Game 2 shows Spurs built on Fundamental foundation

SAN ANTONIO -- The Tim Duncan trickle-down theory will determine whether the San Antonio Spurs can stay alive.

Yes, Tony Parker is an NBA All-Star and Manu Ginobili is one of the league's best sixth men. But if the Spurs expect to get past the first round against the pesky Denver Nuggets, Duncan has to make it happen.

After a weak performance in a Game 1 loss to Denver, it was Duncan who not only scored big and made the biggest shot, but also positively influenced the rest of the Spurs' game in a 97-88 must-win Game 2 victory Wednesday night at AT&T Center.

"Good players come back after games that are not their best," Spurs coach Gregg Popovich said. "Timmy had a good night in a lot of different ways."

The Nuggets entered this series confident in ability of forward-center Nene to guard Duncan 1-on-1, with Defensive Player of the Year front-runner Marcus Camby providing a second line of defense.

But when Duncan is hot, he not only scores buckets, but he also opens driving lanes for Parker and Ginobili, develops open 3-pointers for Bruce Bowen and Robert Horry and contributes in other ways.

The Duncan trickle-down theory proved true in Game 1 as Duncan scored only 14 points while missing 10-of 17 shots, took only two free throws and had five turnovers during a 95-89 defeat. Parker also missed 12-of-20 shots en route to 19 points in Game 1, while Ginobili missed 11-of-15 shots for nine points.

The Duncan trickle-down theory also proved true in Game 2.

In hopes of getting his dominating game back Wednesday, the 6-foot-11, 260-pounder watched lots of film from Game 1. And it worked.

He scored 22 points on 9-of-17 shooting, made 4-of-6 free throws and had five assists. With 27.9 seconds remaining, he banked in a 9-foot shot from the right post, giving San Antonio a 93-88 lead.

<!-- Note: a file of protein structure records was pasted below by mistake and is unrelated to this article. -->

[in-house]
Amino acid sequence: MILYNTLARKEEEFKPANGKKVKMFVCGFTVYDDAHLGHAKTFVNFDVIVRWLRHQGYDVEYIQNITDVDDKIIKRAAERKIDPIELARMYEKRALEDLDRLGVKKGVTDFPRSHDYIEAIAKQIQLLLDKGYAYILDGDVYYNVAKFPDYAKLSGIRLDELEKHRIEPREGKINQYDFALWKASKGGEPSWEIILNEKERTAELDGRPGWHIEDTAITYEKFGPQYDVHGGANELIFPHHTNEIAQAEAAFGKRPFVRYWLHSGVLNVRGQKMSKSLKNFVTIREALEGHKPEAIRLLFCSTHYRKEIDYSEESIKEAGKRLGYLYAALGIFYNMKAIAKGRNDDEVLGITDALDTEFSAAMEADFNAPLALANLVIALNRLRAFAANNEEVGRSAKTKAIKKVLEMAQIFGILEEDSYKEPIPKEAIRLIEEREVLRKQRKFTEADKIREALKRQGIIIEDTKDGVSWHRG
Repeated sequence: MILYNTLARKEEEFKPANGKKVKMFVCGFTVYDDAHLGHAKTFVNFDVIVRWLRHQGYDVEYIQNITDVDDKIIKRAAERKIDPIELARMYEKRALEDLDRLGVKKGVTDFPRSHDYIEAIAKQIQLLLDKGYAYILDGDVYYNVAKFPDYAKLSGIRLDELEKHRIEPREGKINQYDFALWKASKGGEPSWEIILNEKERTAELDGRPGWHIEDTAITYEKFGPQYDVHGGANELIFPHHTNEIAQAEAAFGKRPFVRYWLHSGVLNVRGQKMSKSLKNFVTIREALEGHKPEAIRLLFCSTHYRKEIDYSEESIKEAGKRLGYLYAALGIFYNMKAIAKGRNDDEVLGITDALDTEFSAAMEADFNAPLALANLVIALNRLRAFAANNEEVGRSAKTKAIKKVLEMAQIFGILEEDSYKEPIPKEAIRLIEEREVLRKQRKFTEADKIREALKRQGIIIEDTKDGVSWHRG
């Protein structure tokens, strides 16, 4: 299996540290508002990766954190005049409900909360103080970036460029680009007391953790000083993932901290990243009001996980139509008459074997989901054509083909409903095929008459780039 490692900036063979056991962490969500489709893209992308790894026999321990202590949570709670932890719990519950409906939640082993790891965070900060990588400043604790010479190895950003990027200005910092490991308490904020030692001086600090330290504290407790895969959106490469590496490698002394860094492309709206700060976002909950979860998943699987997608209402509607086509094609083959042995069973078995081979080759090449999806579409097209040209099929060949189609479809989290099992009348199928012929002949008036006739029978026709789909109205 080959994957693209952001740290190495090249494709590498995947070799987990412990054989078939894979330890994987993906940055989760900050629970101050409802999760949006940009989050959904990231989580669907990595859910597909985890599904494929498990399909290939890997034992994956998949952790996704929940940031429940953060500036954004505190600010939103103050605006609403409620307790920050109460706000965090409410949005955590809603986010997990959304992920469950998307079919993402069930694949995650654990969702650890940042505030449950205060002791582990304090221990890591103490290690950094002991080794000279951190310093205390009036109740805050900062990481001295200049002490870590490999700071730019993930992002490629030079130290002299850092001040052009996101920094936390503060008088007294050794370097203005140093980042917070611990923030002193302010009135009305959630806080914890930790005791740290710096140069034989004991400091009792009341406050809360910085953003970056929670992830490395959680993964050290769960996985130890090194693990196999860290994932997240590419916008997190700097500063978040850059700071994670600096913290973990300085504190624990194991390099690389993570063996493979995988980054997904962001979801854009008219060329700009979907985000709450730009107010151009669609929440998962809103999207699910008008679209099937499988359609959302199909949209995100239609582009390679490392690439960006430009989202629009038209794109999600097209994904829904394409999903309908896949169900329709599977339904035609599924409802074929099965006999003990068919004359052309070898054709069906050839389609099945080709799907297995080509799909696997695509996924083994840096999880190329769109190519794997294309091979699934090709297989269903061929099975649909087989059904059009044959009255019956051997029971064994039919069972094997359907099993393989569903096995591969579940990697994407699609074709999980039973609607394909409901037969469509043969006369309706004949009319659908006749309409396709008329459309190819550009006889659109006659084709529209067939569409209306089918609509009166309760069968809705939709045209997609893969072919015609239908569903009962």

And with Duncan hot, Parker had 20 points and six assists, and Ginobili had 17 points.

"With Tim it can just be about his presence. If he's not here, I'm not getting open jump shots and Manu and Tony aren't getting open lanes to the basket," Bowen said.

Said Ginobili: "I knew before the game [Duncan, Parker and I] were not gonna play like Game 1. We can accept for one us to play bad or even two to play so-so because usually one of the three is going to play really well. In Game 1, none of us three did. So we knew it was going to be a much better game for us."

C'mon, Manu, you got to give Duncan more of the credit. Don't get me wrong, the Nuggets definitely respect Parker and Ginobili. But the only Spur that Denver is really scared of is Duncan. Ginobili and Parker don't affect Duncan's game. But Duncan affects Parker's, Ginobili's and everyone else's in silver and black.

The modest Duncan, however, won't pat himself on the back publicly. "I didn't change much about my game tonight," Duncan said. "I liked the shots I was taking during the last game and tonight, a lot of the same stuff happened for me."

The Spurs' hopes of defeating the Nuggets or any other postseason foe depend on successful application of the trickle-down theory. And the Nuggets recognize what they're up against.

"Tim Duncan is a Hall of Fame player," Nuggets guard Allen Iverson said. "You can't stop a guy like Tim. The most you can do is contain him."

Marc J. Spears covers the Denver Nuggets and the NBA for The Denver Post.